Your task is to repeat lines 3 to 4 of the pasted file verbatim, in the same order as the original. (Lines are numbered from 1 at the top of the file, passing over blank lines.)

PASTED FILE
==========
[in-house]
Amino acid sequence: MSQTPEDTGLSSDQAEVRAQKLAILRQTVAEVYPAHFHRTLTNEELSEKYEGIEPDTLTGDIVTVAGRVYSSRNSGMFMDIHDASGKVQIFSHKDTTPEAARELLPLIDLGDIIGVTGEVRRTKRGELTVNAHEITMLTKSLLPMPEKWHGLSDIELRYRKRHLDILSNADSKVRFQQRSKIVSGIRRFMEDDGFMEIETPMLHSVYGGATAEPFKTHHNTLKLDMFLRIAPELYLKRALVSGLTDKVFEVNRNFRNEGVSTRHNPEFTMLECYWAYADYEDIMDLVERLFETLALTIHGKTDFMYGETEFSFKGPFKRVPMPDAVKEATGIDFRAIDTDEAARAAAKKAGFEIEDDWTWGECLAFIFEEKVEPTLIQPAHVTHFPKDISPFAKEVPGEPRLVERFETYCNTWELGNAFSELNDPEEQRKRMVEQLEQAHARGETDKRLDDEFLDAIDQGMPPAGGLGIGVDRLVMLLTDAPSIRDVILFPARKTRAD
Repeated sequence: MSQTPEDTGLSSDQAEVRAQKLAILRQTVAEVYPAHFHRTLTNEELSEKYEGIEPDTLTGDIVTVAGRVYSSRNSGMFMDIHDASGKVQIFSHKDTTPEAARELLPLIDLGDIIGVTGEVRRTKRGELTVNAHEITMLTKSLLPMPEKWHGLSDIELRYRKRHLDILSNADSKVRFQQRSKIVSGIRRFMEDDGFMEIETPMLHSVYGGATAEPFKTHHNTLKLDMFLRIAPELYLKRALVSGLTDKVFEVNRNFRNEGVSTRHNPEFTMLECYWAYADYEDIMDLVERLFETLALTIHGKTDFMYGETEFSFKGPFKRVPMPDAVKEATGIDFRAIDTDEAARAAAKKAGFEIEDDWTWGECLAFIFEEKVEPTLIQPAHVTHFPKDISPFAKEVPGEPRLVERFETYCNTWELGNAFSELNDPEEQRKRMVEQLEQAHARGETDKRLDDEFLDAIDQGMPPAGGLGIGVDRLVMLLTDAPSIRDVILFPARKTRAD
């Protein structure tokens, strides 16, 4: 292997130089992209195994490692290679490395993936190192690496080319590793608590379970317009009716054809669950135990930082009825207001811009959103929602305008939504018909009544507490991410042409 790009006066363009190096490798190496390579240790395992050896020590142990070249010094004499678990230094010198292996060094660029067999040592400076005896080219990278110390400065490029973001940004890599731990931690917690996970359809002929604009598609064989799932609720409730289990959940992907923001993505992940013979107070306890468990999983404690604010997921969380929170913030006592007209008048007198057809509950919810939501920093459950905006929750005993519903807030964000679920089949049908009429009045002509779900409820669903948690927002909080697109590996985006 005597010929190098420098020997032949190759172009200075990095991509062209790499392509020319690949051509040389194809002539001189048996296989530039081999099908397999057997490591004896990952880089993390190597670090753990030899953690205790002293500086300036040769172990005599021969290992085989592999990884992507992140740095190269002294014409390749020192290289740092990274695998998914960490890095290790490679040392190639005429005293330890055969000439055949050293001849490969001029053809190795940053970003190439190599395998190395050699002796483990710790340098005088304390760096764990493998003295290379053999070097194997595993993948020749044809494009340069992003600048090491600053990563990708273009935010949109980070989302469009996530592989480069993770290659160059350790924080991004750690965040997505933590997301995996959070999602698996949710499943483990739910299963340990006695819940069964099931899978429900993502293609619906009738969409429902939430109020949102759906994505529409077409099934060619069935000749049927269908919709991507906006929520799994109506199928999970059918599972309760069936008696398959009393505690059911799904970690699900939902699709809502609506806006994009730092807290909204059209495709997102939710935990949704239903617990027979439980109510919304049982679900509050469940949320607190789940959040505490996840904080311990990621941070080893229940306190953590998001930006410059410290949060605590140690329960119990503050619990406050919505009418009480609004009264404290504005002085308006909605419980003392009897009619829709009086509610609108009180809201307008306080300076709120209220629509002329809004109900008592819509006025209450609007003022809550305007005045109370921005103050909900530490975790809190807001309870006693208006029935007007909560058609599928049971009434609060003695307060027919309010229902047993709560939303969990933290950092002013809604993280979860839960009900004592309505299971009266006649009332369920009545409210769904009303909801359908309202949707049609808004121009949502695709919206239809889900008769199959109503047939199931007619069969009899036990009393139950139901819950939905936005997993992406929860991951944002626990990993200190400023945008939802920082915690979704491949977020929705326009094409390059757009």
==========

Repeated sequence: MSQTPEDTGLSSDQAEVRAQKLAILRQTVAEVYPAHFHRTLTNEELSEKYEGIEPDTLTGDIVTVAGRVYSSRNSGMFMDIHDASGKVQIFSHKDTTPEAARELLPLIDLGDIIGVTGEVRRTKRGELTVNAHEITMLTKSLLPMPEKWHGLSDIELRYRKRHLDILSNADSKVRFQQRSKIVSGIRRFMEDDGFMEIETPMLHSVYGGATAEPFKTHHNTLKLDMFLRIAPELYLKRALVSGLTDKVFEVNRNFRNEGVSTRHNPEFTMLECYWAYADYEDIMDLVERLFETLALTIHGKTDFMYGETEFSFKGPFKRVPMPDAVKEATGIDFRAIDTDEAARAAAKKAGFEIEDDWTWGECLAFIFEEKVEPTLIQPAHVTHFPKDISPFAKEVPGEPRLVERFETYCNTWELGNAFSELNDPEEQRKRMVEQLEQAHARGETDKRLDDEFLDAIDQGMPPAGGLGIGVDRLVMLLTDAPSIRDVILFPARKTRAD
């Protein structure tokens, strides 16, 4: 292997130089992209195994490692290679490395993936190192690496080319590793608590379970317009009716054809669950135990930082009825207001811009959103929602305008939504018909009544507490991410042409 790009006066363009190096490798190496390579240790395992050896020590142990070249010094004499678990230094010198292996060094660029067999040592400076005896080219990278110390400065490029973001940004890599731990931690917690996970359809002929604009598609064989799932609720409730289990959940992907923001993505992940013979107070306890468990999983404690604010997921969380929170913030006592007209008048007198057809509950919810939501920093459950905006929750005993519903807030964000679920089949049908009429009045002509779900409820669903948690927002909080697109590996985006 005597010929190098420098020997032949190759172009200075990095991509062209790499392509020319690949051509040389194809002539001189048996296989530039081999099908397999057997490591004896990952880089993390190597670090753990030899953690205790002293500086300036040769172990005599021969290992085989592999990884992507992140740095190269002294014409390749020192290289740092990274695998998914960490890095290790490679040392190639005429005293330890055969000439055949050293001849490969001029053809190795940053970003190439190599395998190395050699002796483990710790340098005088304390760096764990493998003295290379053999070097194997595993993948020749044809494009340069992003600048090491600053990563990708273009935010949109980070989302469009996530592989480069993770290659160059350790924080991004750690965040997505933590997301995996959070999602698996949710499943483990739910299963340990006695819940069964099931899978429900993502293609619906009738969409429902939430109020949102759906994505529409077409099934060619069935000749049927269908919709991507906006929520799994109506199928999970059918599972309760069936008696398959009393505690059911799904970690699900939902699709809502609506806006994009730092807290909204059209495709997102939710935990949704239903617990027979439980109510919304049982679900509050469940949320607190789940959040505490996840904080311990990621941070080893229940306190953590998001930006410059410290949060605590140690329960119990503050619990406050919505009418009480609004009264404290504005002085308006909605419980003392009897009619829709009086509610609108009180809201307008306080300076709120209220629509002329809004109900008592819509006025209450609007003022809550305007005045109370921005103050909900530490975790809190807001309870006693208006029935007007909560058609599928049971009434609060003695307060027919309010229902047993709560939303969990933290950092002013809604993280979860839960009900004592309505299971009266006649009332369920009545409210769904009303909801359908309202949707049609808004121009949502695709919206239809889900008769199959109503047939199931007619069969009899036990009393139950139901819950939905936005997993992406929860991951944002626990990993200190400023945008939802920082915690979704491949977020929705326009094409390059757009």